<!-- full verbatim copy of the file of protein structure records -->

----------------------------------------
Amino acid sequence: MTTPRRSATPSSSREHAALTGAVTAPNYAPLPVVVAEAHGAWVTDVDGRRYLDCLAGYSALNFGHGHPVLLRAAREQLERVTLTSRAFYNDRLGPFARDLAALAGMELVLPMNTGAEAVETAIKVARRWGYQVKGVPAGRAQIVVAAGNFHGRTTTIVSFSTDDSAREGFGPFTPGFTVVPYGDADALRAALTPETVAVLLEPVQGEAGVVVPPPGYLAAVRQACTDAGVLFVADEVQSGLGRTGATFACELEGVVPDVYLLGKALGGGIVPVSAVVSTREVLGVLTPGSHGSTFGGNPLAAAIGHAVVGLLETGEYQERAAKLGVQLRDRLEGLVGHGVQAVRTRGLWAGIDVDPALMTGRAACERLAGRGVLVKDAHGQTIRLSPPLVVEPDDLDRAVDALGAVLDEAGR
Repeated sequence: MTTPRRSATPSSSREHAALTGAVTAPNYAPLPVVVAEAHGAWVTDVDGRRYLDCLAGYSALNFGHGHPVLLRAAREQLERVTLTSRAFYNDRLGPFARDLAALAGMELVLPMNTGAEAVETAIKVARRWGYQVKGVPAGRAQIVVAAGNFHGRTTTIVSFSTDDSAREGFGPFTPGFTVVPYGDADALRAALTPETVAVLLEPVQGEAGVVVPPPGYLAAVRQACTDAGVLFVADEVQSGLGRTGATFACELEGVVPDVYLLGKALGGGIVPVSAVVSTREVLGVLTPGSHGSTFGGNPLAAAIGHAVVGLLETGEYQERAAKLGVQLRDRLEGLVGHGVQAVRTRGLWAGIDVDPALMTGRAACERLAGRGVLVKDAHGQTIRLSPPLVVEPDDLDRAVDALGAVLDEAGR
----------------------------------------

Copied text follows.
Amino acid sequence: MTTPRRSATPSSSREHAALTGAVTAPNYAPLPVVVAEAHGAWVTDVDGRRYLDCLAGYSALNFGHGHPVLLRAAREQLERVTLTSRAFYNDRLGPFARDLAALAGMELVLPMNTGAEAVETAIKVARRWGYQVKGVPAGRAQIVVAAGNFHGRTTTIVSFSTDDSAREGFGPFTPGFTVVPYGDADALRAALTPETVAVLLEPVQGEAGVVVPPPGYLAAVRQACTDAGVLFVADEVQSGLGRTGATFACELEGVVPDVYLLGKALGGGIVPVSAVVSTREVLGVLTPGSHGSTFGGNPLAAAIGHAVVGLLETGEYQERAAKLGVQLRDRLEGLVGHGVQAVRTRGLWAGIDVDPALMTGRAACERLAGRGVLVKDAHGQTIRLSPPLVVEPDDLDRAVDALGAVLDEAGR
Repeated sequence: MTTPRRSATPSSSREHAALTGAVTAPNYAPLPVVVAEAHGAWVTDVDGRRYLDCLAGYSALNFGHGHPVLLRAAREQLERVTLTSRAFYNDRLGPFARDLAALAGMELVLPMNTGAEAVETAIKVARRWGYQVKGVPAGRAQIVVAAGNFHGRTTTIVSFSTDDSAREGFGPFTPGFTVVPYGDADALRAALTPETVAVLLEPVQGEAGVVVPPPGYLAAVRQACTDAGVLFVADEVQSGLGRTGATFACELEGVVPDVYLLGKALGGGIVPVSAVVSTREVLGVLTPGSHGSTFGGNPLAAAIGHAVVGLLETGEYQERAAKLGVQLRDRLEGLVGHGVQAVRTRGLWAGIDVDPALMTGRAACERLAGRGVLVKDAHGQTIRLSPPLVVEPDDLDRAVDALGAVLDEAGR